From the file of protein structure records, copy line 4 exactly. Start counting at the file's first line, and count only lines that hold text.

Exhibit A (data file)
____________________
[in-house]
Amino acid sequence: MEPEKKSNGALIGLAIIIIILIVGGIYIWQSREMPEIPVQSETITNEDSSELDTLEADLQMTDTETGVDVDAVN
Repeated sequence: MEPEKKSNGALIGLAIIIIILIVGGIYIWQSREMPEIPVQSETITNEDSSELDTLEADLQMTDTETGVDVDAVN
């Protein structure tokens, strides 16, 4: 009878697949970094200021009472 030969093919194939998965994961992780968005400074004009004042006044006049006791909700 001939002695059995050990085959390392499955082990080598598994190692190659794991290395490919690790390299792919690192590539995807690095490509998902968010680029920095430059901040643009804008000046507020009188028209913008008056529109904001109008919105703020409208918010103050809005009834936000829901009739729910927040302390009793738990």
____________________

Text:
């Protein structure tokens, strides 16, 4: 009878697949970094200021009472 030969093919194939998965994961992780968005400074004009004042006044006049006791909700 001939002695059995050990085959390392499955082990080598598994190692190659794991290395490919690790390299792919690192590539995807690095490509998902968010680029920095430059901040643009804008000046507020009188028209913008008056529109904001109008919105703020409208918010103050809005009834936000829901009739729910927040302390009793738990």